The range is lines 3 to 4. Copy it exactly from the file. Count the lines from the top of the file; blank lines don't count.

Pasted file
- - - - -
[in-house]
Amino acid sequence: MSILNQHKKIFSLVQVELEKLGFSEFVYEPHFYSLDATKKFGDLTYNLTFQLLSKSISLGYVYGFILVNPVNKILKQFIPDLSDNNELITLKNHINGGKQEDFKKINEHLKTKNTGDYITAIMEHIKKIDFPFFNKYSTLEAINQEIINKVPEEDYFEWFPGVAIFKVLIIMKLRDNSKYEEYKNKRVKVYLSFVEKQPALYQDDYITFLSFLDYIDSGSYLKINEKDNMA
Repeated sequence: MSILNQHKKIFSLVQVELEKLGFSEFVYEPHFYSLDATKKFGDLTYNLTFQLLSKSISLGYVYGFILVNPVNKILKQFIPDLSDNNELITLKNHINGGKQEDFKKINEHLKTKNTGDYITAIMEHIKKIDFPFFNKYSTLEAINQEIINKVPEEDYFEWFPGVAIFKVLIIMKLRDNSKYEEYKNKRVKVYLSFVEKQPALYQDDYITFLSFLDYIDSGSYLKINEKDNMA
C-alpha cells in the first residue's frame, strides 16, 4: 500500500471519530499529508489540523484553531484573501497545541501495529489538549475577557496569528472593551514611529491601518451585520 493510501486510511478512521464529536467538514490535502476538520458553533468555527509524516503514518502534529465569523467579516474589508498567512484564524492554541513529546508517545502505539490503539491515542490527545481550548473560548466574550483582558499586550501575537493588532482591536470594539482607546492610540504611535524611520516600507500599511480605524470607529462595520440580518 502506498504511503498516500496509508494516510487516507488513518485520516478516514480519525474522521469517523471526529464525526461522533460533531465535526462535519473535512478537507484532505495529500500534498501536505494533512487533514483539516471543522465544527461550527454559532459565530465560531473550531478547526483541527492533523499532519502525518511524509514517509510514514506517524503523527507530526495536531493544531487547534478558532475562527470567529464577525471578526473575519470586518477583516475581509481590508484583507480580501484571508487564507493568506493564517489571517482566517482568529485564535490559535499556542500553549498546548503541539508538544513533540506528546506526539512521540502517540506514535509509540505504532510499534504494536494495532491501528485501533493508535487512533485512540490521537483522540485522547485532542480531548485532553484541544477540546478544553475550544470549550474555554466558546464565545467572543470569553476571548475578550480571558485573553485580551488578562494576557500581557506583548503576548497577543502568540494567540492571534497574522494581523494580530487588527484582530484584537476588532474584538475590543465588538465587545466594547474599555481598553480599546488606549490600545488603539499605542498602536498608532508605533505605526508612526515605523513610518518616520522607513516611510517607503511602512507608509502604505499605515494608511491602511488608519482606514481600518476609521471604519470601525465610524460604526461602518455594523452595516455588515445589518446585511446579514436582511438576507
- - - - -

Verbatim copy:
Repeated sequence: MSILNQHKKIFSLVQVELEKLGFSEFVYEPHFYSLDATKKFGDLTYNLTFQLLSKSISLGYVYGFILVNPVNKILKQFIPDLSDNNELITLKNHINGGKQEDFKKINEHLKTKNTGDYITAIMEHIKKIDFPFFNKYSTLEAINQEIINKVPEEDYFEWFPGVAIFKVLIIMKLRDNSKYEEYKNKRVKVYLSFVEKQPALYQDDYITFLSFLDYIDSGSYLKINEKDNMA
C-alpha cells in the first residue's frame, strides 16, 4: 500500500471519530499529508489540523484553531484573501497545541501495529489538549475577557496569528472593551514611529491601518451585520 493510501486510511478512521464529536467538514490535502476538520458553533468555527509524516503514518502534529465569523467579516474589508498567512484564524492554541513529546508517545502505539490503539491515542490527545481550548473560548466574550483582558499586550501575537493588532482591536470594539482607546492610540504611535524611520516600507500599511480605524470607529462595520440580518 502506498504511503498516500496509508494516510487516507488513518485520516478516514480519525474522521469517523471526529464525526461522533460533531465535526462535519473535512478537507484532505495529500500534498501536505494533512487533514483539516471543522465544527461550527454559532459565530465560531473550531478547526483541527492533523499532519502525518511524509514517509510514514506517524503523527507530526495536531493544531487547534478558532475562527470567529464577525471578526473575519470586518477583516475581509481590508484583507480580501484571508487564507493568506493564517489571517482566517482568529485564535490559535499556542500553549498546548503541539508538544513533540506528546506526539512521540502517540506514535509509540505504532510499534504494536494495532491501528485501533493508535487512533485512540490521537483522540485522547485532542480531548485532553484541544477540546478544553475550544470549550474555554466558546464565545467572543470569553476571548475578550480571558485573553485580551488578562494576557500581557506583548503576548497577543502568540494567540492571534497574522494581523494580530487588527484582530484584537476588532474584538475590543465588538465587545466594547474599555481598553480599546488606549490600545488603539499605542498602536498608532508605533505605526508612526515605523513610518518616520522607513516611510517607503511602512507608509502604505499605515494608511491602511488608519482606514481600518476609521471604519470601525465610524460604526461602518455594523452595516455588515445589518446585511446579514436582511438576507